Every second internet user in Germany victim of cybercrime

Source: Xinhua| 2019-01-09 23:46:14|Editor: Mu Xuequan
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BERLIN, Jan. 9 (Xinhua) -- Every second internet user had been a victim of cybercrime last year, a survey published by the German digital association Bitkom showed on Wednesday.

German online users most frequently complain was the illegal use of their personal data as well as the passing on of their data to third parties. Twenty-three percent of respondents were affected by such illegal practices, according to the representative survey of 1,000 internet users.

"The Internet is highly attractive to criminals", because criminals can harm users to their own advantage with "comparatively little effort," says Bitkom CEO Bernhard Rohleder.

Online shopping and selling has seen 12 percent of respondents being cheated when making private purchases. Eleven percent stated that their account data has been misused.

According to Bitkom, verbal attacks or insults happen less often online than in the real world. Only one in ten respondents said that they had been verbally attacked or insulted on the internet while almost one in four people in analogue life had been subject to verbal abuses.

Sexual harassment is also more prominent outside the internet. In the offline world, 14 percent reported to have been subject to sexual harassment last year, while only 8 percent experienced such harassment online.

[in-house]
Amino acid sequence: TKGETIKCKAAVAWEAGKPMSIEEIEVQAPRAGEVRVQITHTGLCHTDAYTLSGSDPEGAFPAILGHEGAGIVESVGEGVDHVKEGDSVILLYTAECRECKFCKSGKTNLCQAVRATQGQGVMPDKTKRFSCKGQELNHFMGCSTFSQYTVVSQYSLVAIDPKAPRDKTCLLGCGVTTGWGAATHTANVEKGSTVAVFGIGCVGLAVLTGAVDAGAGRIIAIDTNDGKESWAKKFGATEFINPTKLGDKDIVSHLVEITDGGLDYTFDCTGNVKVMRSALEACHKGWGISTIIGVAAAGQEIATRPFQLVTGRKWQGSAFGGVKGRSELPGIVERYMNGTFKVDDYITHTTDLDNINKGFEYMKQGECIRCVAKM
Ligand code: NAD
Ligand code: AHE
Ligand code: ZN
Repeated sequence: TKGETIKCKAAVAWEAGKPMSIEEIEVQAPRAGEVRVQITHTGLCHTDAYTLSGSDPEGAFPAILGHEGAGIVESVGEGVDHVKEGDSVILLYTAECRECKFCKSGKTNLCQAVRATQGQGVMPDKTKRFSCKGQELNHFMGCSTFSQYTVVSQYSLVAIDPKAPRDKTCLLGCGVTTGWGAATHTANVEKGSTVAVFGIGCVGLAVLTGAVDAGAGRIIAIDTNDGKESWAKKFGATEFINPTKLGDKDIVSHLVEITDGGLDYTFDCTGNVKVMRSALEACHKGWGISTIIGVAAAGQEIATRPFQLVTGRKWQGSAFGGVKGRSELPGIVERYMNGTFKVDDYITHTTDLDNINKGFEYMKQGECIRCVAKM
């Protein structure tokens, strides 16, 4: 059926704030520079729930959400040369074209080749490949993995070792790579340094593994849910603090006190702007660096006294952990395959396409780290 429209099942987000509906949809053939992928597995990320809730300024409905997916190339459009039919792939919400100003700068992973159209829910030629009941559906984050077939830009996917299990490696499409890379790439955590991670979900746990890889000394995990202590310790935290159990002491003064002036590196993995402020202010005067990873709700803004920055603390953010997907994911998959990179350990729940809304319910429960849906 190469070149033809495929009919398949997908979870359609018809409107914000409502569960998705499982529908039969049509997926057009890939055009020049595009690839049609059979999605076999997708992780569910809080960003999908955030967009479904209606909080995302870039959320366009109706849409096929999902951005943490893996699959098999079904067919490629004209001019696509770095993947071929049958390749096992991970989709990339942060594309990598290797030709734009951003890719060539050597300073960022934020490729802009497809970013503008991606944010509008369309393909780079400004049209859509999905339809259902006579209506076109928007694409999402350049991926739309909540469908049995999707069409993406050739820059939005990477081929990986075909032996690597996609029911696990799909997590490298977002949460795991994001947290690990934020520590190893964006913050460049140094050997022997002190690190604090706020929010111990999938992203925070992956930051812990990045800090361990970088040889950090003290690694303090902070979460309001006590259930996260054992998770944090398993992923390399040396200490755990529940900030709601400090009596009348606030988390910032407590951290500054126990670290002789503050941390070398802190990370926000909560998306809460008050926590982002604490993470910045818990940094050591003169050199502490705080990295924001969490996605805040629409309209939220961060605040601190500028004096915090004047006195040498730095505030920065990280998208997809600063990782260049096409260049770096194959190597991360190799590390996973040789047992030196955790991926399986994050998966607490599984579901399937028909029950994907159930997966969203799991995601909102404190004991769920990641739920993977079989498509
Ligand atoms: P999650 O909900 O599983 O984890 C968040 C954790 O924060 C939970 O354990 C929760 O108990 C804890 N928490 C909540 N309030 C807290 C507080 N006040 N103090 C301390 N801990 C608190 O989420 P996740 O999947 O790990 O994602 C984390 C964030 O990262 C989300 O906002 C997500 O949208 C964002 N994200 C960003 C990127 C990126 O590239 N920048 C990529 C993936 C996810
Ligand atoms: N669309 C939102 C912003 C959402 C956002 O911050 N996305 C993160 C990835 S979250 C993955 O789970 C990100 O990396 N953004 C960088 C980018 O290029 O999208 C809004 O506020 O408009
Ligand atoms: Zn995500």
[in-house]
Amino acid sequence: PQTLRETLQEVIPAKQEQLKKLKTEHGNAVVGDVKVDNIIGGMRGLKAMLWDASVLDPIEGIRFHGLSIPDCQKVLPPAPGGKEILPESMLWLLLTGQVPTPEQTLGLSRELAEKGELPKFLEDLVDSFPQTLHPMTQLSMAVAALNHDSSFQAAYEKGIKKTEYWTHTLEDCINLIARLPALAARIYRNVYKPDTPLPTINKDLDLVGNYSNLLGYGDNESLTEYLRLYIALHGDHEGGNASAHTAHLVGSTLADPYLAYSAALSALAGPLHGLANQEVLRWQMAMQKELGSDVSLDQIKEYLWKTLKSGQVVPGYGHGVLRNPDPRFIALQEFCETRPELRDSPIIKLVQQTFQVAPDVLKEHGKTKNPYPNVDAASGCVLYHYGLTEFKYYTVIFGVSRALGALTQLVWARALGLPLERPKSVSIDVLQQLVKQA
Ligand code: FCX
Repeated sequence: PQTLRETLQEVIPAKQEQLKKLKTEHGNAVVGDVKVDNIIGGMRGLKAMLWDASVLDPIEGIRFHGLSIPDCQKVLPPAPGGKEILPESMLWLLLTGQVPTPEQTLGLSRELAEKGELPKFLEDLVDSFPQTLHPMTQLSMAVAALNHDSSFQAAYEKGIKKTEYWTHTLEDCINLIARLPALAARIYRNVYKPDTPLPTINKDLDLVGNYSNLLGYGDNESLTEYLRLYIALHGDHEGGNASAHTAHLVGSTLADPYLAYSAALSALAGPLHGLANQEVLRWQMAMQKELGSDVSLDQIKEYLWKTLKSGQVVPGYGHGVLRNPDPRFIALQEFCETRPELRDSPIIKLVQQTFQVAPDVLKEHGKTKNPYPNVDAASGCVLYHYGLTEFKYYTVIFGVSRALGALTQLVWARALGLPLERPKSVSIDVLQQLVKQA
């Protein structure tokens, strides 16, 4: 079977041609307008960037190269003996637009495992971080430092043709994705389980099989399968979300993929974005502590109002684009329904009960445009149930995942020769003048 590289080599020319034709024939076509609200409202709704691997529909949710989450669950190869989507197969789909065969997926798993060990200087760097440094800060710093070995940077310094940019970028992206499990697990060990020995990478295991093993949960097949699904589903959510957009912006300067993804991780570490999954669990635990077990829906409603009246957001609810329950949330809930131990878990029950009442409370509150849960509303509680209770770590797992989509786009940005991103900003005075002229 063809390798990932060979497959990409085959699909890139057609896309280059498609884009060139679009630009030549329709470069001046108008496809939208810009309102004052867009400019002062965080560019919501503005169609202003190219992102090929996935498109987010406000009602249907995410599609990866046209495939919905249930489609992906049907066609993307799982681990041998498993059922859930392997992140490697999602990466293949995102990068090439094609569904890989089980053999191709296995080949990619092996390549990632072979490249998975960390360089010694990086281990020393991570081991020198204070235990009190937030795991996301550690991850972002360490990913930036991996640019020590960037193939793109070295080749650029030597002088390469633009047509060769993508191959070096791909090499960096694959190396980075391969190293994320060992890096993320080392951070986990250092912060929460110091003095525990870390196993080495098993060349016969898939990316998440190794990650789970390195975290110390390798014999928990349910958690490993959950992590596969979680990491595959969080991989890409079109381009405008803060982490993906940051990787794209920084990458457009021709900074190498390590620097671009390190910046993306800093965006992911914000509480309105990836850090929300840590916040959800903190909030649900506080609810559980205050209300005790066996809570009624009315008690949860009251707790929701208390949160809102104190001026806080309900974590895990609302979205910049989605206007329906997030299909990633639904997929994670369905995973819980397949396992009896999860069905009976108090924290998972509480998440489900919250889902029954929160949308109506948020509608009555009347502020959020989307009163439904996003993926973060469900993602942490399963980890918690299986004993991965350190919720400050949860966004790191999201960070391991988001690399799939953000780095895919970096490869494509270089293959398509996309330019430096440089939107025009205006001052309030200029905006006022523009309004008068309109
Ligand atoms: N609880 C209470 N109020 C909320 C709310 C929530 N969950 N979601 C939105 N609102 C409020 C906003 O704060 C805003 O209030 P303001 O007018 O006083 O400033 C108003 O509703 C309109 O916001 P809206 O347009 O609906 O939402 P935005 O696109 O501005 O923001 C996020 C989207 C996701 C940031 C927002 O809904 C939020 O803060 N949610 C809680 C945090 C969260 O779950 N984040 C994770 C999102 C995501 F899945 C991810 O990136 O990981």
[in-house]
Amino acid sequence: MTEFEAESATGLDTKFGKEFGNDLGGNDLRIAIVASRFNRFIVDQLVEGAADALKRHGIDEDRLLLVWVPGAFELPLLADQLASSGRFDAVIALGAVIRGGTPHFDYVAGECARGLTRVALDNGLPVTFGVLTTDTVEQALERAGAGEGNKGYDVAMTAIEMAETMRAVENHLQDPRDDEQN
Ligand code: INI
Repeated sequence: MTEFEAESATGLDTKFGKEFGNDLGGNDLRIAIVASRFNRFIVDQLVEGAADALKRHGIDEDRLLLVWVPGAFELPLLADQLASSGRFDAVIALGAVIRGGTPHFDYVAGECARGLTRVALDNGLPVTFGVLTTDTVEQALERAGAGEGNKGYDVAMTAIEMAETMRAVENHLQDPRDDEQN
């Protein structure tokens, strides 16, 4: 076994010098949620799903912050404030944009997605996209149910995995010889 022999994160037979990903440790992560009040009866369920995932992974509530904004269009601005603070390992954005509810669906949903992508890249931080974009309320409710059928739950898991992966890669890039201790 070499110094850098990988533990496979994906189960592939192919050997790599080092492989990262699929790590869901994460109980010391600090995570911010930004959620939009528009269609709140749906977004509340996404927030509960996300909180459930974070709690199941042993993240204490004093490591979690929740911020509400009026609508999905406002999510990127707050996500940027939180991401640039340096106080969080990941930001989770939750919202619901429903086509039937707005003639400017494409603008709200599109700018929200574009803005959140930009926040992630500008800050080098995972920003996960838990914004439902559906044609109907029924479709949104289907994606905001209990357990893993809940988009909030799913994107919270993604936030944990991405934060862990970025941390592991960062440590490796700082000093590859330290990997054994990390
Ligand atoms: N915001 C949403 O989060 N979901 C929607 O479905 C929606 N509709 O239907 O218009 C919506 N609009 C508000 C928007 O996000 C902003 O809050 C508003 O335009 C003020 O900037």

"As in analog life, there are also many dangers in the Internet. In order to combat cybercrime effectively, the government agencies must be better equipped - both technologically and in terms of personnel," says Rohleder.

In order to protect against cybercrime, Bitkom suggests various measures such as using complex passwords that include numbers and different capitalization. Also, Bitkom supports the use of password managers that store all passwords in an encrypted format.

Malware software should be updated regularly and users should use "common sense" and pay special attention to phishing mails that seek to retrieve users' passwords, bank details and confidential information.

"Even simple measures can make data misuse or identity theft more difficult", Bitkom CEO Rohleder concludes.